In light of possible reductions in corporate tax rates, some employers are looking for ways to use deferred tax assets to reduce taxable income before corporate tax rates are reduced. One such strategy to reduce taxable income is to pay out nonqualified deferred compensation (“NQDC”) before any potential rate reduction. While Internal Revenue Code (“Code”) Section 409A limits an employer’s ability to accelerate payments of NQDC, it may be possible for some employers to pay out NQDC that was earned and vested before Code Section 409A became effective.
When an employer pays out NQDC, the amounts paid are deductible by the employer and taxable to the employee (or former employee). In anticipation of this deduction, most employers treat unpaid NQDC as a deferred tax asset until the time the NQDC is paid. If corporate tax rates were to go down, employers would be well served to pay NQDC as soon as possible, because the potential deduction is larger at the current higher tax rates than it would be after any potential reductions to tax rates.
Code Section 409A generally prohibits employers from accelerating payments of NQDC. However, in general, Code Section 409A applies only to amounts deferred in taxable years beginning after December 31, 2004 (the “Effective Date”). Amounts deferred prior to the Effective Date may not be subject to Code Section 409A’s general prohibition against accelerations of payments. Depending on the terms of the plan or arrangement under which those amounts were deferred, an employer may be able to accelerate these NQDC payments to make them earlier than they are currently scheduled to be paid.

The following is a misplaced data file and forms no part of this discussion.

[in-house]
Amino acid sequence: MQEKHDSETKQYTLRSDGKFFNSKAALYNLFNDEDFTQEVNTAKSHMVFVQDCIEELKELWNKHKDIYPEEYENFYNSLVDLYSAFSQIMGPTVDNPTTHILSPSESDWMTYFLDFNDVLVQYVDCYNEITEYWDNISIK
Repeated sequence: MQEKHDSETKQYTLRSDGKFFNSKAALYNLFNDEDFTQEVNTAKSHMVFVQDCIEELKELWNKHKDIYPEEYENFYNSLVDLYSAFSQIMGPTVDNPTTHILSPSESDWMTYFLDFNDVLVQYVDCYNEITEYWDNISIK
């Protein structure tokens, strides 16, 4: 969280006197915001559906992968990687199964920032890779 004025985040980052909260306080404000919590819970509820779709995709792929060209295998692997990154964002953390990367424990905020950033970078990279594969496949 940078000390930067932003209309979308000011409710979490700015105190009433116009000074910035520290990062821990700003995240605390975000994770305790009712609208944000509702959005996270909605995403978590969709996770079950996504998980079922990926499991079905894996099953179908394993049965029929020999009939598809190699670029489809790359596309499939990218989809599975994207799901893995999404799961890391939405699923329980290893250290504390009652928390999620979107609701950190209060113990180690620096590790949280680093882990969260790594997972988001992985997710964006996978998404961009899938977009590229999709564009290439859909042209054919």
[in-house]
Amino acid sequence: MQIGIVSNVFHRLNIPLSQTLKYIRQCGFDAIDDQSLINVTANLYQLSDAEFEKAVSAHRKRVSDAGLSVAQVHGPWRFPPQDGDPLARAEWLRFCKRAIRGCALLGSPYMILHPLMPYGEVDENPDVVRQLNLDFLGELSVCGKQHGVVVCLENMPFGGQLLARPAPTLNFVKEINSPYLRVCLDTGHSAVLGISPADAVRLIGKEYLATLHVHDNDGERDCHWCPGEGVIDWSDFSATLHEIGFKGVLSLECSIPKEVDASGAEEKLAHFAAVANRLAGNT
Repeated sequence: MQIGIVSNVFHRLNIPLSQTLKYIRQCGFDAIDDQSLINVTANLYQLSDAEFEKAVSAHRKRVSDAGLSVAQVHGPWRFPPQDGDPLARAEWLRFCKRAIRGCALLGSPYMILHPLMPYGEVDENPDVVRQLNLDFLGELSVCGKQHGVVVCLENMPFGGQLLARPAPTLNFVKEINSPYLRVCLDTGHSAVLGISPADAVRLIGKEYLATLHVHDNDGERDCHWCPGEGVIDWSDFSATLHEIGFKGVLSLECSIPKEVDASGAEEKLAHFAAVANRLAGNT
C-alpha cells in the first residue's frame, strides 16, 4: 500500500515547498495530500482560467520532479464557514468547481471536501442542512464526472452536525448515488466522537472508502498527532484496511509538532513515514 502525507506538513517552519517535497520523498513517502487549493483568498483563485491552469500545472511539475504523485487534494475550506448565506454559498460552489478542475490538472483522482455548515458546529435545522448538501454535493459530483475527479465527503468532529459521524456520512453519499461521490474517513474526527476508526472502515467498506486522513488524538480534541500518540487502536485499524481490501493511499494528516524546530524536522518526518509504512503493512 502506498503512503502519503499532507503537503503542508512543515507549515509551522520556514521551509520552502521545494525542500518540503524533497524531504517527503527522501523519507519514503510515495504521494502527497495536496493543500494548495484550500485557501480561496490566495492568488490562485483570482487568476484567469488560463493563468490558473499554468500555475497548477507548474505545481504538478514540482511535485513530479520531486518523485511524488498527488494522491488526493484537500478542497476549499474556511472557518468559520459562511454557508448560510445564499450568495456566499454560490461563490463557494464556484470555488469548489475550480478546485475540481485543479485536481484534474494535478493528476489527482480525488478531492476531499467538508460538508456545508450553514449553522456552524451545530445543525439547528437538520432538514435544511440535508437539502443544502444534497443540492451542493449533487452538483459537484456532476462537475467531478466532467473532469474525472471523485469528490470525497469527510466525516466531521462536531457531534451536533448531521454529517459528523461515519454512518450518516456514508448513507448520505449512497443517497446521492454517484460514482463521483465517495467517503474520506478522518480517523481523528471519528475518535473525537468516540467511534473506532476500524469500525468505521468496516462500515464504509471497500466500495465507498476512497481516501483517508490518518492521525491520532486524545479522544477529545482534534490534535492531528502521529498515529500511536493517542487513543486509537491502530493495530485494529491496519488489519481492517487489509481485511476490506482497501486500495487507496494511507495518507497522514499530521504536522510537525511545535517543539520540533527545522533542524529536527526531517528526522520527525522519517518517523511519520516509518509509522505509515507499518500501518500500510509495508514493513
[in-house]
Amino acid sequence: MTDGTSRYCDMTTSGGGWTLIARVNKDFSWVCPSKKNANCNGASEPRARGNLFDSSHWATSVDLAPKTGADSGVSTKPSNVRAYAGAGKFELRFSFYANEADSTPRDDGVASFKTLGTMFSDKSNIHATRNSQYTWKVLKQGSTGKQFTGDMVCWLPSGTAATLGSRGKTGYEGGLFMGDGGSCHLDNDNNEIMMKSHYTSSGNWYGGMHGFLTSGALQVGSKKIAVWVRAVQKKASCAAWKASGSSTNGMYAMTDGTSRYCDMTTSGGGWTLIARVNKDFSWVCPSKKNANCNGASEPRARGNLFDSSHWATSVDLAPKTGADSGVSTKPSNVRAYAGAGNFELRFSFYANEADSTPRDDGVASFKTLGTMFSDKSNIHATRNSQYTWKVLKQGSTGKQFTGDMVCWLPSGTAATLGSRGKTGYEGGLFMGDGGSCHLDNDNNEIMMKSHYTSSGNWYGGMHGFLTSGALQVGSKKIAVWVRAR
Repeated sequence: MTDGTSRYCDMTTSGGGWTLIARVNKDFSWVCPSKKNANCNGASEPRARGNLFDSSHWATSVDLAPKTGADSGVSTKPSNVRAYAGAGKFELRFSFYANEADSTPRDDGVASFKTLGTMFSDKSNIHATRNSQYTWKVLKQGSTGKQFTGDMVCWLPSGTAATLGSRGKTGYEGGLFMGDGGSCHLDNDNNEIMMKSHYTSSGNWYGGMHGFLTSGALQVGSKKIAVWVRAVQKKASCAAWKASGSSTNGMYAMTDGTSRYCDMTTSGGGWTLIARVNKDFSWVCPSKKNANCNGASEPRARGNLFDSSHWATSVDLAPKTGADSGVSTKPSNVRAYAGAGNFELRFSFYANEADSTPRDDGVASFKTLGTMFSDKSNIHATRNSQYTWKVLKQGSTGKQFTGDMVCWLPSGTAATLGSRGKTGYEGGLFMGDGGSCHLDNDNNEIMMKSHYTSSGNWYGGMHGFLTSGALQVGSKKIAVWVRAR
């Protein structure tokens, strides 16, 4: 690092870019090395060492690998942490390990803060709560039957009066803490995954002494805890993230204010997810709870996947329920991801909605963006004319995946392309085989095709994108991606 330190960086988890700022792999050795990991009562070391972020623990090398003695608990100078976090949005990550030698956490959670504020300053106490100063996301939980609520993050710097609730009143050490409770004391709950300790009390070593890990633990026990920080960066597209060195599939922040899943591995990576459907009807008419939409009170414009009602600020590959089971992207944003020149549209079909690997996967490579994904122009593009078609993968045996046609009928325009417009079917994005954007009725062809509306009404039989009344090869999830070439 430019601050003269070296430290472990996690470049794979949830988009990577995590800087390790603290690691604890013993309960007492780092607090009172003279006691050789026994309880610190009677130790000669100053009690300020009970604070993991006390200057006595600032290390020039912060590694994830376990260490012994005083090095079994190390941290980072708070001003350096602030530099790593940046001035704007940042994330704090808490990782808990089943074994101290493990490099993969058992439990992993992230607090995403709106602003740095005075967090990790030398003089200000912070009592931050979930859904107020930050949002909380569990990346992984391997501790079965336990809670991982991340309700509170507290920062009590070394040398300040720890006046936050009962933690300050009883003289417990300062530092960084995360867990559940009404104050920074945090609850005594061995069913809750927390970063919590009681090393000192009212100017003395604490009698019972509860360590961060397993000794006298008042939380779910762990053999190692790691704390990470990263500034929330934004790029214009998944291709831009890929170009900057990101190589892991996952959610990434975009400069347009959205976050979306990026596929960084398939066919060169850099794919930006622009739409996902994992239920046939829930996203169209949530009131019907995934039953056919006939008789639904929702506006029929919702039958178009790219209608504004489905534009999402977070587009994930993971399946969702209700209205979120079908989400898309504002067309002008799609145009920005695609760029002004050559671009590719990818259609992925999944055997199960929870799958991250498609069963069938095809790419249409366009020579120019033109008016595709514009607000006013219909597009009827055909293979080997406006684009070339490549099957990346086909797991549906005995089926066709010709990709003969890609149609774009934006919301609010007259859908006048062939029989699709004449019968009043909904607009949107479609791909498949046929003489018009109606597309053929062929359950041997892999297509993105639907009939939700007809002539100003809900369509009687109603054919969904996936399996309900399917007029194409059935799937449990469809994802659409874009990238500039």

If you would like assistance in reviewing your NQDC plan(s) to see if you have the ability to accelerate payments and take advantage of a deduction before potential decreases in corporate tax rates, please contact your Kutak Rock attorney or a member of our Employee Benefits Practice Group listed in the right-hand column.